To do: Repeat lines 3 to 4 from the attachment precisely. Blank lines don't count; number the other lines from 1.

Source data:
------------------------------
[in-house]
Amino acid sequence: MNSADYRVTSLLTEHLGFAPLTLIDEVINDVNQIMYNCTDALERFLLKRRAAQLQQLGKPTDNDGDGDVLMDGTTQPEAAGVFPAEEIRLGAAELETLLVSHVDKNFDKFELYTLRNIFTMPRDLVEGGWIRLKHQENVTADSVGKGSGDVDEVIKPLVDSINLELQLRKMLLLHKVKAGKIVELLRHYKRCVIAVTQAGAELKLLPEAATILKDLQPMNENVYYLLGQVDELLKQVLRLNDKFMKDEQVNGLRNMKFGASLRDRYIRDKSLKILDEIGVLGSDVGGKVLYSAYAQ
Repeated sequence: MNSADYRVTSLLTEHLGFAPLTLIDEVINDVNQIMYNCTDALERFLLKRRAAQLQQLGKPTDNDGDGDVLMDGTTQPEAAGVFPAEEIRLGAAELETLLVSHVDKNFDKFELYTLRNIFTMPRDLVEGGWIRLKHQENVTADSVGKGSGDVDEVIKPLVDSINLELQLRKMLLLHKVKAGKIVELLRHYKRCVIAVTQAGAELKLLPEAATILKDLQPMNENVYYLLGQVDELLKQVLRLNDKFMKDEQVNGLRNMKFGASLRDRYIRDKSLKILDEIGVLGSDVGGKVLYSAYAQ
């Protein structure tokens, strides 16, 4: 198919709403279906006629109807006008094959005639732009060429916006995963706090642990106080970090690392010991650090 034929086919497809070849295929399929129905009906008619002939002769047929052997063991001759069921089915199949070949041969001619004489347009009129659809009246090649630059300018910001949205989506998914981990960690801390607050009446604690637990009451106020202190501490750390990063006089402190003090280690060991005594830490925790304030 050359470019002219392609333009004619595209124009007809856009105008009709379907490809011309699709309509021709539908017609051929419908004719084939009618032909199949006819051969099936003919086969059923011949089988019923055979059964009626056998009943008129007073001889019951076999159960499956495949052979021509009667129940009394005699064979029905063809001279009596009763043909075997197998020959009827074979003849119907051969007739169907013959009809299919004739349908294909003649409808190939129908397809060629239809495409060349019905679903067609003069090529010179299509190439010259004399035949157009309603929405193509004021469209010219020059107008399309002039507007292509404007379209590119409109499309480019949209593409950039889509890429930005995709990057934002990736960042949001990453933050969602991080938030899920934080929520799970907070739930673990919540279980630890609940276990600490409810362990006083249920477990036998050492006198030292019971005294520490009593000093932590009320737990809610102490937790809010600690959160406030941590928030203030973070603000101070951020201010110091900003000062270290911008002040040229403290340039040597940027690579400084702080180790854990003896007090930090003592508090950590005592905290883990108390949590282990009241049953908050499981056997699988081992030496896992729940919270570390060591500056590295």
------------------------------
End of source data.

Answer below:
Repeated sequence: MNSADYRVTSLLTEHLGFAPLTLIDEVINDVNQIMYNCTDALERFLLKRRAAQLQQLGKPTDNDGDGDVLMDGTTQPEAAGVFPAEEIRLGAAELETLLVSHVDKNFDKFELYTLRNIFTMPRDLVEGGWIRLKHQENVTADSVGKGSGDVDEVIKPLVDSINLELQLRKMLLLHKVKAGKIVELLRHYKRCVIAVTQAGAELKLLPEAATILKDLQPMNENVYYLLGQVDELLKQVLRLNDKFMKDEQVNGLRNMKFGASLRDRYIRDKSLKILDEIGVLGSDVGGKVLYSAYAQ
């Protein structure tokens, strides 16, 4: 198919709403279906006629109807006008094959005639732009060429916006995963706090642990106080970090690392010991650090 034929086919497809070849295929399929129905009906008619002939002769047929052997063991001759069921089915199949070949041969001619004489347009009129659809009246090649630059300018910001949205989506998914981990960690801390607050009446604690637990009451106020202190501490750390990063006089402190003090280690060991005594830490925790304030 050359470019002219392609333009004619595209124009007809856009105008009709379907490809011309699709309509021709539908017609051929419908004719084939009618032909199949006819051969099936003919086969059923011949089988019923055979059964009626056998009943008129007073001889019951076999159960499956495949052979021509009667129940009394005699064979029905063809001279009596009763043909075997197998020959009827074979003849119907051969007739169907013959009809299919004739349908294909003649409808190939129908397809060629239809495409060349019905679903067609003069090529010179299509190439010259004399035949157009309603929405193509004021469209010219020059107008399309002039507007292509404007379209590119409109499309480019949209593409950039889509890429930005995709990057934002990736960042949001990453933050969602991080938030899920934080929520799970907070739930673990919540279980630890609940276990600490409810362990006083249920477990036998050492006198030292019971005294520490009593000093932590009320737990809610102490937790809010600690959160406030941590928030203030973070603000101070951020201010110091900003000062270290911008002040040229403290340039040597940027690579400084702080180790854990003896007090930090003592508090950590005592905290883990108390949590282990009241049953908050499981056997699988081992030496896992729940919270570390060591500056590295």